We arrived at the dance around 8:30 and of course only a handful of people were there. The music was off and it sounded like prayers were going on. We biked right into the Mormon complex and pulled up our bikes next to the open fale. As we entered we were greeted by the smiles of many of my children and their parents, and I even recognized a few women who have signed on to my health project! A Peace Corps cannot go anywhere and not have a fuss made over them, so naturally I was called up to perform the opening dance and thus start the night. I felt like a queen arriving amongst my people. I have learned to expect this solo dance whenever I am a guest of honor yet I am still uncomfortable with the Siva Samoa. My body just does not move that gracefully! So as I made my way to the dance floor I made the decision to wow the crowds with some true palagi dance moves, and I performed a horrible cross between siva samoa and siva palagi. However, my dance had the effect I desired and people were cracking up at my ridiculously foreign moves. Before I knew it, I had at least 10 back up dancers and for the first time the song did not feel painfully long as it usually does.

Shortly after my initiation dance my student Gerald slipped word to the DJ that Waka Waka is my favorite song and must be played. The DJ began playing clips of the intro to Waka Waka in anticipation of the songs debut for the evening, and then bam, it was on us, blasting in all its glory. Vern and I did the Jazzercize routine we created for the women and a few of our ladies joined in, too. As the night progressed, Waka Waka was played 4 times. Like I said, Samoan’s are not shy to appreciate a good thing!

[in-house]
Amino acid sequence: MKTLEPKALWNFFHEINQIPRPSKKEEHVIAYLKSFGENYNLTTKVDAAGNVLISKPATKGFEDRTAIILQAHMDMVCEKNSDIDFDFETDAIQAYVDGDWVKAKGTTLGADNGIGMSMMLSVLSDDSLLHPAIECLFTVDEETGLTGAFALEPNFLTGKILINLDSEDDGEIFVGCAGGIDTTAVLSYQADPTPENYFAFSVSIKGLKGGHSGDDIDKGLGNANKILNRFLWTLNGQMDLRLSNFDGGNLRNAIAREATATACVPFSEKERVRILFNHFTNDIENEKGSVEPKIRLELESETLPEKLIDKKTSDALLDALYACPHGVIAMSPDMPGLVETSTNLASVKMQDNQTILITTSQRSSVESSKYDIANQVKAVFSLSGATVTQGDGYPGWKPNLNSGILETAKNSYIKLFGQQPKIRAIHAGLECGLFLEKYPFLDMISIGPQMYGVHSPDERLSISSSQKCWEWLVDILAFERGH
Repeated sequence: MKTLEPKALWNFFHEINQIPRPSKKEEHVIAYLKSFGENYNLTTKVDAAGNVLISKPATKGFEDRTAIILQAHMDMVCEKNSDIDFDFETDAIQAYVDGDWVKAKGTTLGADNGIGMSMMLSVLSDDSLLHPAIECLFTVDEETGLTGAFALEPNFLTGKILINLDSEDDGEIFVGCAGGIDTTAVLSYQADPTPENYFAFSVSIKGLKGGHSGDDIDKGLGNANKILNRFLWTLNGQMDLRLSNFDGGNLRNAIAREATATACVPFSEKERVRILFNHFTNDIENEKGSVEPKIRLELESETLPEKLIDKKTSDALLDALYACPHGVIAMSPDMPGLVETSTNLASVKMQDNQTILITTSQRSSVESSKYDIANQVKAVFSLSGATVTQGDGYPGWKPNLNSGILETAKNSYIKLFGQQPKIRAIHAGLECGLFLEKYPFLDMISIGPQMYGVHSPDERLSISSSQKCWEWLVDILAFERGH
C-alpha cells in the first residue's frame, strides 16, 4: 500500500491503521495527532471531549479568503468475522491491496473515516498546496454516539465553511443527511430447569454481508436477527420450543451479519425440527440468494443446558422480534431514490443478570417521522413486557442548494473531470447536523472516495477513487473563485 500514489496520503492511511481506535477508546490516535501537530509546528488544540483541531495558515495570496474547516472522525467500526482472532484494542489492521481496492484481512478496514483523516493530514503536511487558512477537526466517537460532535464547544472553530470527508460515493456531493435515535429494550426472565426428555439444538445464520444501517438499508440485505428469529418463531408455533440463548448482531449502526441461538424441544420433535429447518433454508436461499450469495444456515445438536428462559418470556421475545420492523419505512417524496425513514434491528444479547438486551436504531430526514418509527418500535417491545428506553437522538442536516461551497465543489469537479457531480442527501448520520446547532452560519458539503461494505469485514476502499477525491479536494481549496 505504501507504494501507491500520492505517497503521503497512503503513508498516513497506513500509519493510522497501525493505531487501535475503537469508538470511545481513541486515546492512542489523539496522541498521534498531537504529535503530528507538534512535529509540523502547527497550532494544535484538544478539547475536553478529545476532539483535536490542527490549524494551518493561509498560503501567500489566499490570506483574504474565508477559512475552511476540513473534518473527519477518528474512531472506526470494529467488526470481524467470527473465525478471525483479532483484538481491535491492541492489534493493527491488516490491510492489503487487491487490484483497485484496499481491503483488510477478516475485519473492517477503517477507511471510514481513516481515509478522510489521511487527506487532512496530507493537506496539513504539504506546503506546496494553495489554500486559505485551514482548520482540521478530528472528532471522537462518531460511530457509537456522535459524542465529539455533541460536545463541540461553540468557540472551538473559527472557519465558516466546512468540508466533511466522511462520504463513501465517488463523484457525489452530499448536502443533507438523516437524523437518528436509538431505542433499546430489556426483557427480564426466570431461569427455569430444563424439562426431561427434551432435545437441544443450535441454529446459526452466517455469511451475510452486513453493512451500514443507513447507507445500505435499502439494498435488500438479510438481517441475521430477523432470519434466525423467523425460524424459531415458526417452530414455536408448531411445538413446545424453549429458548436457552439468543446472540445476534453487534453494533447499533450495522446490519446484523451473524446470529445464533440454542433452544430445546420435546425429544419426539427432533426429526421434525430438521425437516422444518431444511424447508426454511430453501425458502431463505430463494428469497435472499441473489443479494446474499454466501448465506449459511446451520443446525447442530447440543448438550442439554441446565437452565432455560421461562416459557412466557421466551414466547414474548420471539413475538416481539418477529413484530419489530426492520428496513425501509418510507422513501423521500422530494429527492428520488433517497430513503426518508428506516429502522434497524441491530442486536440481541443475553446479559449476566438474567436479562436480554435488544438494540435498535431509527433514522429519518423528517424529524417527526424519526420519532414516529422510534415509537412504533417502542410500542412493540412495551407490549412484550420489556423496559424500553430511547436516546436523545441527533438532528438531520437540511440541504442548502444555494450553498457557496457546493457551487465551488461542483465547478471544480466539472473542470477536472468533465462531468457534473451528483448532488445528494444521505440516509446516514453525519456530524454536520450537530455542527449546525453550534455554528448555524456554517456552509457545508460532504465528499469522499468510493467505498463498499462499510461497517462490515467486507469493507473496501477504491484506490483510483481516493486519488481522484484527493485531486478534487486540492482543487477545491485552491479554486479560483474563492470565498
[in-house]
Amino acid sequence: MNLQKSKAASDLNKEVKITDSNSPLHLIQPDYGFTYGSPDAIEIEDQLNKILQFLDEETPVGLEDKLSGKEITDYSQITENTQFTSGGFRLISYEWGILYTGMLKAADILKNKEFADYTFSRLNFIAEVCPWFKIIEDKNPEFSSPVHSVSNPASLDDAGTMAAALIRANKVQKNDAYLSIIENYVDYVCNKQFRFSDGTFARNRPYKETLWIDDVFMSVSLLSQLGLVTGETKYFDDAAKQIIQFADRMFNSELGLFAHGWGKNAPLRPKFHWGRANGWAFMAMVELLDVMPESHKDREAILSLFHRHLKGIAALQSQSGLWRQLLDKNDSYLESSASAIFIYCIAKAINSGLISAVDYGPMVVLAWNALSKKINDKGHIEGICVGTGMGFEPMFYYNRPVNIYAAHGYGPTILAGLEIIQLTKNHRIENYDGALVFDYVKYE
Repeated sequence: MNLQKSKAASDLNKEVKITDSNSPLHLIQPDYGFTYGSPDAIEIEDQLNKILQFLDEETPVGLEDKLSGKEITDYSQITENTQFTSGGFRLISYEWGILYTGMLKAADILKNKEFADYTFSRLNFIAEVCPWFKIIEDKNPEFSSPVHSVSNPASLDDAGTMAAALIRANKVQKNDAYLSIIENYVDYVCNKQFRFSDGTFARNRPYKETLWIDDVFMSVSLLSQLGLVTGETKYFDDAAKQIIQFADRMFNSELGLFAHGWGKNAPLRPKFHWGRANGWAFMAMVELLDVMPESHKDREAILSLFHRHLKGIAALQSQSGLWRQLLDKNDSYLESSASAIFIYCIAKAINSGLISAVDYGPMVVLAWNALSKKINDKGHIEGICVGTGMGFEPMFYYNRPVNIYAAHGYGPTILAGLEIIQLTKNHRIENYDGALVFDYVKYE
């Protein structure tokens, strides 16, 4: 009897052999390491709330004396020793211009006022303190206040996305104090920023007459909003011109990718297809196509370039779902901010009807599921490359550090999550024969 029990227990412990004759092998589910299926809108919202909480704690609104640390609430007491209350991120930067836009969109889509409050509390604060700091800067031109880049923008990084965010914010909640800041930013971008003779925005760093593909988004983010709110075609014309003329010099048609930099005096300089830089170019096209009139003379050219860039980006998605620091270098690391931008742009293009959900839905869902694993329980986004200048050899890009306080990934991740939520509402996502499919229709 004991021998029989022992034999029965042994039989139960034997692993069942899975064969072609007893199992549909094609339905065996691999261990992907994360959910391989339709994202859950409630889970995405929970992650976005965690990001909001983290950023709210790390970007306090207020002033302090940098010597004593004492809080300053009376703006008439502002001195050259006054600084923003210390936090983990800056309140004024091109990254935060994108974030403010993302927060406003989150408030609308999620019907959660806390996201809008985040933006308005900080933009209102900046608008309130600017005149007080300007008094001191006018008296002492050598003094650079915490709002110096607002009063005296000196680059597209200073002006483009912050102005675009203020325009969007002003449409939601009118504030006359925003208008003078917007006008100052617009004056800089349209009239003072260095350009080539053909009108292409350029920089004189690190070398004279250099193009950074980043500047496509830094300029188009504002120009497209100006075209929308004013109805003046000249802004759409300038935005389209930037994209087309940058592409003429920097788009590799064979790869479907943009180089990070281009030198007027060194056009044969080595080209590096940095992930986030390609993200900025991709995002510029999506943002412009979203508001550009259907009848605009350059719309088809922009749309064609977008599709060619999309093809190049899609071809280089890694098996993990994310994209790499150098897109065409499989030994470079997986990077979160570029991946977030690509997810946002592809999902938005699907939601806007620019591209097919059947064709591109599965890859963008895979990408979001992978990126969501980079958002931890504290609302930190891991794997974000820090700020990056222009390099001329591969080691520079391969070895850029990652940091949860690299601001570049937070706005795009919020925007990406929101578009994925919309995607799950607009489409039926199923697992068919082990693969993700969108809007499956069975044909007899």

Other highlights of the evening were dancing with the children (who copied every move I did) to “Mambo Number 5” and “The Vegabus” (at least I think that’s what it is called, it has been a long time since I have heard that song…yet tonight, I heard it 3 times!) A touch of Samoa that I really liked was seeing two children passed out in the corner of the dance floor, as if there was not a pounding base rattling the floor around them. Their mothers sat protectfully by making sure no dancers got too close.

The night ended too soon, around 11, with a prayer from the faifeau and blessings for this special weekend. As I mounted my bike, my reoccurring break problem kicked in and a loud squeaking resistance met my every pedal. I dismounted and unhinged the back break, reminding myself to not ride too fast home. There was no hurry though and on this moonless night, the stars were shining extra bright, as if to light our way by their light alone. Thankfully Vern accompanied me home so I did not have to brave the dogs and his bike light helped us avoid hitting the groups of people hanging out on the road. I felt like I Could bike forever in the cool night air with the magical stars overhead.